> return type. Since the function is returning a pointer to a structure.

> The following code has been written

> Public Type App_Msg
>     Name(10) as String
>     Value (10) as String
> End Type

> Public Declare Function Msg_Init Lib "Msg.dll" (ByRef intDebug as Integer)
> as App_Msg

> Function Test()
>     Dim rApp_Msg as App_Msg
>     Dim intDebug as Integer
>     intDebug = 0
>     rApp_Msg = Msg_Init(intDebug)

> End Function

> This doesn't seem to be working.
> Please could someone help.

> Thanks
> Eric



Mon, 18 Mar 2002 03:00:00 GMT  
 Pointers to Structures..
Without seeing the C code it's hard to tell what might work, but it's a good
bet that what you show won't.  First, be sure that the C function uses the
_stdcall convention... VB requires it.

You'll probably have to Declare the C function as returning a Long (the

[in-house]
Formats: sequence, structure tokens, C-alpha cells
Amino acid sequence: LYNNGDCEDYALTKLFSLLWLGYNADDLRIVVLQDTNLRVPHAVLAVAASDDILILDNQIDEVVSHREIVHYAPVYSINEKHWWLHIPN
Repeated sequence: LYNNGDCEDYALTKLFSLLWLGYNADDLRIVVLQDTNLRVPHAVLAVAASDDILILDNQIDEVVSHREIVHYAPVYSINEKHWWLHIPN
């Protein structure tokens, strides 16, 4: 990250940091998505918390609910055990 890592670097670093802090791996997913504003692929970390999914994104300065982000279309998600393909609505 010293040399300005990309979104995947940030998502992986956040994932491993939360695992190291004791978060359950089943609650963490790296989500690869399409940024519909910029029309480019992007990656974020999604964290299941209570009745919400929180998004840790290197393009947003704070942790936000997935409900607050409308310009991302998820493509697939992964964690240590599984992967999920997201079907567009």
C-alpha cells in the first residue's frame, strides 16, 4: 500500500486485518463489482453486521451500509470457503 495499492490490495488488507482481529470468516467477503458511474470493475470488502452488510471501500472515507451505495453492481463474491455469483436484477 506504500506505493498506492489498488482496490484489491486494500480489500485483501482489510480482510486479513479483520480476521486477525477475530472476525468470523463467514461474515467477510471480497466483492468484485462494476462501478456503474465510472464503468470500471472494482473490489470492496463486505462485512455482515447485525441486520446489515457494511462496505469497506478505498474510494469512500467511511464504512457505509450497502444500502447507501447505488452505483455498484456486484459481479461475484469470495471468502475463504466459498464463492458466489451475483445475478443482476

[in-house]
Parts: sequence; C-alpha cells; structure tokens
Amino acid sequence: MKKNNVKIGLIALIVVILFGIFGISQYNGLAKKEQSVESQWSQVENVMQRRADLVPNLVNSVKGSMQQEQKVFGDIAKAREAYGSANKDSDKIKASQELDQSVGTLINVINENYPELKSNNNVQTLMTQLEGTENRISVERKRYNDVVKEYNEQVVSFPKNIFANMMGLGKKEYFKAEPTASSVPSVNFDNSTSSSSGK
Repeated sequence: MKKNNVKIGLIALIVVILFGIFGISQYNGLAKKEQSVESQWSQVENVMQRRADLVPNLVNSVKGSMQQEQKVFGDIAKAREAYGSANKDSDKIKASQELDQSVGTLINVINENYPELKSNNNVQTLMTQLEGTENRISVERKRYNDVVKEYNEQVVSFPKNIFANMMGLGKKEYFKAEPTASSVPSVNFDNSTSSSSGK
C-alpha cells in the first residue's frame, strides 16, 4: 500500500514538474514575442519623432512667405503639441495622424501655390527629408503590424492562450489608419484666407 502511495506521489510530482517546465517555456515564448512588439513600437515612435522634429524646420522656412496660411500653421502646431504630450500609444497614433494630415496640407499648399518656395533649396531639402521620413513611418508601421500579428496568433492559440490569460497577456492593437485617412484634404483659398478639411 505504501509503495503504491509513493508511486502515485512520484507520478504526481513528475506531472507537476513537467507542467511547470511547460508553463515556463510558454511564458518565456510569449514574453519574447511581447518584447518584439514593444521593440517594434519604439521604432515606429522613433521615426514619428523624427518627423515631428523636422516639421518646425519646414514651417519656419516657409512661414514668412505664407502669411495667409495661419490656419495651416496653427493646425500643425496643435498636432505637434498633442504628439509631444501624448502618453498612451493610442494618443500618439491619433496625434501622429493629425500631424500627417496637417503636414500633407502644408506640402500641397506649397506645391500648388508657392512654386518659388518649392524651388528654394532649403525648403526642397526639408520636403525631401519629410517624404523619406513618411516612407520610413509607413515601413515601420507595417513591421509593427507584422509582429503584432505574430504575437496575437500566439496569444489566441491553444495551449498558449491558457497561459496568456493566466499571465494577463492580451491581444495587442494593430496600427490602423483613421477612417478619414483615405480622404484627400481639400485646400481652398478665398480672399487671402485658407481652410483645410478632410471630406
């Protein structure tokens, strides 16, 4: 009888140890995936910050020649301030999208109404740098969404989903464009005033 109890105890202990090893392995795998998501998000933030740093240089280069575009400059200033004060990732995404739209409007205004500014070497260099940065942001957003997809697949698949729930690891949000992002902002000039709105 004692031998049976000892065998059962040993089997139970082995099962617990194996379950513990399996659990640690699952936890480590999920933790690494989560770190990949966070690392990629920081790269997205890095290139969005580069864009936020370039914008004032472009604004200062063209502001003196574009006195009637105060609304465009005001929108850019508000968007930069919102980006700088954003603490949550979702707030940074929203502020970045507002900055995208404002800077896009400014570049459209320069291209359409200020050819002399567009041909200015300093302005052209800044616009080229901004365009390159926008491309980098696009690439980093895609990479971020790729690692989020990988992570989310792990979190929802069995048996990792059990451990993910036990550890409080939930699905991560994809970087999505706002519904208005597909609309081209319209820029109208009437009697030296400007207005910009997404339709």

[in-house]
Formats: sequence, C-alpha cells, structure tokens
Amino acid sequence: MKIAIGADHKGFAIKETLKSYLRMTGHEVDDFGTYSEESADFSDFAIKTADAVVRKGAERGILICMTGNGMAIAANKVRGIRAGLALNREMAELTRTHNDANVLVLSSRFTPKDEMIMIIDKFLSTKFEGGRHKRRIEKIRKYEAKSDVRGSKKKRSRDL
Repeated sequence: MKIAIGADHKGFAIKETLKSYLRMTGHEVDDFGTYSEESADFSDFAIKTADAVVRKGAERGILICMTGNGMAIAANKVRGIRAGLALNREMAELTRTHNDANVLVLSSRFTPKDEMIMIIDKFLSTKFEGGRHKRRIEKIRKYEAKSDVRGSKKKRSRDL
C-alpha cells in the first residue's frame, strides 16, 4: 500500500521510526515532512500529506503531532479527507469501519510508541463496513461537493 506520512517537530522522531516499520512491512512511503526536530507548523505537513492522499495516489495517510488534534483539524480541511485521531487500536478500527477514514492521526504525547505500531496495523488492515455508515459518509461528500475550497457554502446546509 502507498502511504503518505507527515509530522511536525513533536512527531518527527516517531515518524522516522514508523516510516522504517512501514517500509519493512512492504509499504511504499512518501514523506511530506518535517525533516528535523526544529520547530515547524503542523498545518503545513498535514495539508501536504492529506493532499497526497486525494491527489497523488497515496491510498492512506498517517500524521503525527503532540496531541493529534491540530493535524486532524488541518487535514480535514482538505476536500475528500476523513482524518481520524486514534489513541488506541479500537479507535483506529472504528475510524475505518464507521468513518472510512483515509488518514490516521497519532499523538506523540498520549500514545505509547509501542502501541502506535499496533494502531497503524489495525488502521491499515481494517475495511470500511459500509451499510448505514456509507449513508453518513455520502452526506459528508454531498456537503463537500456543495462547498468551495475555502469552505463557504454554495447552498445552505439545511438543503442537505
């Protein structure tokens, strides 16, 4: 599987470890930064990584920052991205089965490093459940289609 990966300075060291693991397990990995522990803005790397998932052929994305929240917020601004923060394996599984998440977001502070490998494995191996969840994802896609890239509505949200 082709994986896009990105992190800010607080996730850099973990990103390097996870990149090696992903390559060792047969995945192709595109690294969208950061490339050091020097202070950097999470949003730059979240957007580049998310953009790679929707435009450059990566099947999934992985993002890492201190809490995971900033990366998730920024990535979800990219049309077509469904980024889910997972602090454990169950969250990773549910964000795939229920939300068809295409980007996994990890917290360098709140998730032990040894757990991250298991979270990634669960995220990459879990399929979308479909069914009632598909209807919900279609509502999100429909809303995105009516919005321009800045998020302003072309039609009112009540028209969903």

'integer' parameter is probably a Long as well).  Use CopyMem to copy from
the returned pointer to an array of longs, then copymem from those into byte
arrays (because they're probably ANSI), then StrConv those to Unicode VB
strings.  Also, unlike C, "Name(10) As String" in VB actually yields an
array of 11 strings, numbered 0 to 10.

--
     Jim Mack
     MicroDexterity, Inc

     http://www.microdexterity.com





Quote:
> Hi All,

> I am trying to call external functions present in a dll that is  written
> using 'C' from my visual basic program. The problem comes when a function
> returns a pointer to a structure. At runtime I get and error message
saying
> 'Bad dll calling convention'. The parameters are proper, the parameter
> datatypes are proper. The onlt thing that I am not able to define is the